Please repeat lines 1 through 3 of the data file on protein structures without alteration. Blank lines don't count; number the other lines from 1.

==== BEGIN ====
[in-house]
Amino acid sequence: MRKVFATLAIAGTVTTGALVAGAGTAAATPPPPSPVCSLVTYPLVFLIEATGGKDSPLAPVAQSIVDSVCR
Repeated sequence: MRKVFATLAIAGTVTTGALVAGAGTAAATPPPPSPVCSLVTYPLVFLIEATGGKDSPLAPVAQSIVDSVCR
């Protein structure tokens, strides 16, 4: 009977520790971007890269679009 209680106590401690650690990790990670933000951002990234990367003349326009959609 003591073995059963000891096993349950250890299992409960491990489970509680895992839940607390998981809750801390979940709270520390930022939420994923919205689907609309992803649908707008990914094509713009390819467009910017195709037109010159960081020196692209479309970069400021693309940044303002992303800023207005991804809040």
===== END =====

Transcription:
[in-house]
Amino acid sequence: MRKVFATLAIAGTVTTGALVAGAGTAAATPPPPSPVCSLVTYPLVFLIEATGGKDSPLAPVAQSIVDSVCR
Repeated sequence: MRKVFATLAIAGTVTTGALVAGAGTAAATPPPPSPVCSLVTYPLVFLIEATGGKDSPLAPVAQSIVDSVCR